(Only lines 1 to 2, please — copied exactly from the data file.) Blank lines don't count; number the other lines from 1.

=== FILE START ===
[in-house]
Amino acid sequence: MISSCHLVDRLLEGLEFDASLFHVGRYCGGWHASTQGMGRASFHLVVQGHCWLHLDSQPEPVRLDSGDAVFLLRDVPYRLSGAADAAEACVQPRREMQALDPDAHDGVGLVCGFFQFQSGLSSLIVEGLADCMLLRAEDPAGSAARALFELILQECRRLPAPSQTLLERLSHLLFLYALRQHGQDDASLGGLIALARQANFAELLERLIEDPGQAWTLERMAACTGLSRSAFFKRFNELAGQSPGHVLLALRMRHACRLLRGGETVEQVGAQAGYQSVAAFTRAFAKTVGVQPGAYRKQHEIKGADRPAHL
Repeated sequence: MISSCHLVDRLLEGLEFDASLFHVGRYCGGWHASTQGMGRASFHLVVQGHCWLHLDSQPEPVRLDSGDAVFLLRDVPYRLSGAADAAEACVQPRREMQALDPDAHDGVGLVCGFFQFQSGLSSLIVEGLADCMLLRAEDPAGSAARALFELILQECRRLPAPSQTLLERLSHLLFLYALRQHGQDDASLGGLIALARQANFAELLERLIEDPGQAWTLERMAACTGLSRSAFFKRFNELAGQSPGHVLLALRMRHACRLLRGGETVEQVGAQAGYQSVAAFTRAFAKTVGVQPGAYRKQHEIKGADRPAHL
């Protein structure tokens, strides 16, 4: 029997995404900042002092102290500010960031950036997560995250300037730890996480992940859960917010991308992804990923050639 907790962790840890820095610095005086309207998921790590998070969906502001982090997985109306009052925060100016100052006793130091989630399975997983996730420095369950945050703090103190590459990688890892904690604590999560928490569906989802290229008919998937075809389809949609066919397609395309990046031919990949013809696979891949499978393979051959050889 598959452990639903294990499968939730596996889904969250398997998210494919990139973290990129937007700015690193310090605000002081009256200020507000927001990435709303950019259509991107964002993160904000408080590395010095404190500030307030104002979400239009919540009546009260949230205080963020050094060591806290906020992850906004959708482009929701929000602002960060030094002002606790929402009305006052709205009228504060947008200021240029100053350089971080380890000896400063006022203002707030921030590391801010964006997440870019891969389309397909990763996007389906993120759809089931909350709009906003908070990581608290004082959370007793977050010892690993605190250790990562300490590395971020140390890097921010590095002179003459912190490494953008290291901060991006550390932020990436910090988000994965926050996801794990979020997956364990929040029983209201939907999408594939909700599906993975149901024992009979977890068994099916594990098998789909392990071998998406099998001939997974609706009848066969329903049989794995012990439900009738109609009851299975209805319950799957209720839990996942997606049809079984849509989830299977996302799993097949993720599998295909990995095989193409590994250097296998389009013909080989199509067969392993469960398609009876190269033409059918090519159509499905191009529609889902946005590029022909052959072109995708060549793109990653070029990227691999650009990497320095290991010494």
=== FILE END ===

[in-house]
Amino acid sequence: MISSCHLVDRLLEGLEFDASLFHVGRYCGGWHASTQGMGRASFHLVVQGHCWLHLDSQPEPVRLDSGDAVFLLRDVPYRLSGAADAAEACVQPRREMQALDPDAHDGVGLVCGFFQFQSGLSSLIVEGLADCMLLRAEDPAGSAARALFELILQECRRLPAPSQTLLERLSHLLFLYALRQHGQDDASLGGLIALARQANFAELLERLIEDPGQAWTLERMAACTGLSRSAFFKRFNELAGQSPGHVLLALRMRHACRLLRGGETVEQVGAQAGYQSVAAFTRAFAKTVGVQPGAYRKQHEIKGADRPAHL